Footnotes.​
38Savannah Daily Republican, April 6, 10, 1838; Niles' Register, LV, 43, 189.
The Charleston convention adopted a resolution directing the chairman to ap-
point and designate the spheres of committees whose duty it should be to call
meetings of the people and recommend to them to invest a portion of their surplus
capital in limited partnerships with merchants in trading centers and towns
of their respective states. Charleston Courier, April 19, 1839.
39Ibid., Oct. 24, 1837; DeBow's Review, IV, 222.
40Donnell, E. J., History of Cotton, passim.
41Savannah Daily Republican, April 10, 1838.
 

jgoodguy

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#17
Economic Aspects Of Southern Sectionalism, 1840-1861 Russel
University of Illinois Studies in the Social Sciences, V11, No. 1-2, March-June, 1923
Economic aspects of southern sectionalism, 1840-1861Emphasis mine.
PP 27-28

During the panic of 1837 many banks suspended specie(Gold/Silver) payment. This sunk the banking reform suggested.

Other recommendations of the direct trade conventions dealt with the great obstacle to direct trade which lay in the inadequacy of credit facilities in the South. The second Augusta convention was especially detailed in its recommendations. It requested banks to form European connections that they might be able to assist importers with letters of credit. It recommended that the banks in the seaports discount paper from the interior for the importing merchants paper for longer periods than six months as well as for shorter periods. The banks of the interior were requested to cooperate by collecting and remitting the proceeds of such paper to the coast with as little delay as possible. "It is not to be concealed that without the aid and support of the banks, the difficulties in our way will be greatly multiplied. It will depend upon them, in great measure, to determine the fate of our great measure."42 The banks had suspended specie payment in May, 1837, and were beset with great difficulties. The convention devised a plan for equalizing the domestic exchanges and keeping up the credit of the banks during the period of suspension. In substance the plan was that the banks of the principal Southern cities receive each other's notes and adopt some sort of a clearinghouse system and that other banks maintain the value of their notes and keep down the rates of exchange by redeeming their notes at the seaports. A committee was appointed to urge the banks to adopt the plan.43 The plan had good points, but was too complicated to be adopted at the time. The banks did make a more or less concerted effort to resume specie payments in 1838, but after a few months were again forced to suspend, in October, 1839. The Virginia conventions contented themselves, after hot discussions, with passing resolutions asking the legislatures of Virginia and North Carolina to authorize increases of banking capital.44​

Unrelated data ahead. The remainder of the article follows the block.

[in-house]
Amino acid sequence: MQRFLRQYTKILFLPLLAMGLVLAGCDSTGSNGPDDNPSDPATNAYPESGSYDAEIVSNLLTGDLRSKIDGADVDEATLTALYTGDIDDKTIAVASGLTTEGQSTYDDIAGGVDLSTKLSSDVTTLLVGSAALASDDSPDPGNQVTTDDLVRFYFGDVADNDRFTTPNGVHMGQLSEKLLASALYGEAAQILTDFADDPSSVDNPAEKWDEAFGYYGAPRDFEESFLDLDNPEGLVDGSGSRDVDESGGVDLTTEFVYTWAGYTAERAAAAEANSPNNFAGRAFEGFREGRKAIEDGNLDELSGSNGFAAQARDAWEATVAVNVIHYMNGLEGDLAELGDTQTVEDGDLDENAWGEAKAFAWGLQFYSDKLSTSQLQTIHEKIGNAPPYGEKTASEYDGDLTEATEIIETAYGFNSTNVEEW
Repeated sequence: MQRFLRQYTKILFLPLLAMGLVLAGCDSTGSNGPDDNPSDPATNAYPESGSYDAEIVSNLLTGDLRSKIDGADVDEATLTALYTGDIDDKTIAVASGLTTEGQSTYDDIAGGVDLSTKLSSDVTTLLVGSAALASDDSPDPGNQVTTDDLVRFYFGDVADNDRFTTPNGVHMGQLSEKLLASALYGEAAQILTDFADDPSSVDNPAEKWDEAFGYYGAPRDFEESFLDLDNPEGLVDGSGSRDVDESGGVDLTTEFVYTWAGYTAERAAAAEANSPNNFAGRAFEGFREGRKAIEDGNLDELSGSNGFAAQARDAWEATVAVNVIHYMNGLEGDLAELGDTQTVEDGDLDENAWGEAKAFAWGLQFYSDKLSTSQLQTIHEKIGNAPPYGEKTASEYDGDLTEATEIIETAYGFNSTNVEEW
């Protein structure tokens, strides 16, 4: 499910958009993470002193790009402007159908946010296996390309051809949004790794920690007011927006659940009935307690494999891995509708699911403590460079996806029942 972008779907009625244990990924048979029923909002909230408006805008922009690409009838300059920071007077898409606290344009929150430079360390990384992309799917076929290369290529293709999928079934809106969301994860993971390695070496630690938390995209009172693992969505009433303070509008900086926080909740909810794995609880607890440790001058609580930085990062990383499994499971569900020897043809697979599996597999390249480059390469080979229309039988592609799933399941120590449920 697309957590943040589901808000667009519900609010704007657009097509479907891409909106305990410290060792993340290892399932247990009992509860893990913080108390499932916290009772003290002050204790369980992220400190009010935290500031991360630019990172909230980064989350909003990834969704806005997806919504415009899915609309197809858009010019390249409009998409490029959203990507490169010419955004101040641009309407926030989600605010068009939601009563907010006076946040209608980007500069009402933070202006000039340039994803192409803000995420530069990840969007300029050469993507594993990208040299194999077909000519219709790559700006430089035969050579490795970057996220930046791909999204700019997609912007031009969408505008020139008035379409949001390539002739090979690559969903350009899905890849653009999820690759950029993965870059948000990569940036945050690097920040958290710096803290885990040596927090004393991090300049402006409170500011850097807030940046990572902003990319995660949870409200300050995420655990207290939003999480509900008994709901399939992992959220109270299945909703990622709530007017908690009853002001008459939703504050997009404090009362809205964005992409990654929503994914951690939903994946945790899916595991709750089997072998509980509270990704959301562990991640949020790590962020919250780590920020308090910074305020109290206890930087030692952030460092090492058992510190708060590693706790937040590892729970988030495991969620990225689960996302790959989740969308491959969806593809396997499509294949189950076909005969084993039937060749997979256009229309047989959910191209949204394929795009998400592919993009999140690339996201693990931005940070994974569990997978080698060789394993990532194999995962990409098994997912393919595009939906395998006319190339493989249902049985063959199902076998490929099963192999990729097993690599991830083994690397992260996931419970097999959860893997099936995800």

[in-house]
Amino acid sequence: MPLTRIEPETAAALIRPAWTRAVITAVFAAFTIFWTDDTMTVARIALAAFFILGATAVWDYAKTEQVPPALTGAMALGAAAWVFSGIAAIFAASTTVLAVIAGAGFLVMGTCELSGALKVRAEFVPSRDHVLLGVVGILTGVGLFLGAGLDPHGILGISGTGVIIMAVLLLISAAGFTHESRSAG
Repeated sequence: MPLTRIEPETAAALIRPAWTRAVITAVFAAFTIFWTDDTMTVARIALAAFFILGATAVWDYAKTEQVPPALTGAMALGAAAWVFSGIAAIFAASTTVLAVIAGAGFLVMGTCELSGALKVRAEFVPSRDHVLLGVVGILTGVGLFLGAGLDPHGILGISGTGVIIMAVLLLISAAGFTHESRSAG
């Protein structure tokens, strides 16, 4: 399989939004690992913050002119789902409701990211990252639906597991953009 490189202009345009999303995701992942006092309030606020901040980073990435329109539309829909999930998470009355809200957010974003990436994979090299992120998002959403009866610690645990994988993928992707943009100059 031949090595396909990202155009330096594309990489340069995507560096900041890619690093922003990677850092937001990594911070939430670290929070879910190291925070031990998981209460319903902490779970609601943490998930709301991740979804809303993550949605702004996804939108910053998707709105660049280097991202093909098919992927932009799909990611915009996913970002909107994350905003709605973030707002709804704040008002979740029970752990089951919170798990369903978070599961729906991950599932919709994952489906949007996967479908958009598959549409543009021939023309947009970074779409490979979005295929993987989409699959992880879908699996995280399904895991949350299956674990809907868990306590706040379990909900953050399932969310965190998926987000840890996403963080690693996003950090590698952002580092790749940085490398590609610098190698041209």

John Hartwell

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#18
Thank you for leading us through this, jgg. It's very informative, particularly to me, for whom economics is among the least appealing of subjects.

But, aren't these "complaints" about northern economic dominance more the result of a lack of enterprise on the part of southerners? They lament that the people of the North were doing what they, themselves, apparently made little effort to do; and wound up idealizing their own agrarian lack of resourcefulness, while demonizing the "grasping, greedy" Yankees for filling the niches they neglected -- but sure enjoyed complaining about.
 
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jgoodguy

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#19
Thank you for leading us through this, jgg. It's very informative, particularly to me, for whom economics is among the least appealing of subjects.

But, aren't these "complaints" about northern economic dominance more the result of a lack of enterprise on the part of southerners? They lament that the people of the North were doing what they, themselves, apparently made little effort to do; and wound up idealizing their own agrarian lack of resourcefulness, while demonizing the "grasping, greedy" northerners for filling the niches they neglected.
My pleasure in exploring this with everyone. It seems to be that way. OTOH the Northerners harbored misconceptions about Southerners too. IMHO in economic terms, these conventions were trying to solve a problem that did not exist. If direct imports were important enough to be profitable enough then demand would have solved the problem, there simply was not enough demand. The longer social answer is that these conventions will create a resentment that will later combine with the slavery issue for a toxic mix. We are investigating how sectionalism evolved from economic concerns.
 
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#20
Good thread. See page 103. https://www2.census.gov/library/publications/decennial/1860/preliminary-report/1860e-06.pdf?#
The circulation of periodicals almost doubled between 1850-1860, reaching about 927M. The press was concentrated in Massachusetts, New York and Pennsylvania.
This was a result of both falling printing costs and a rising standard of living. It was going to be very hard for the slave economy for exist with that literate society either attached to it or next door. The revolution in Britain allegedly was noticeable by 1822.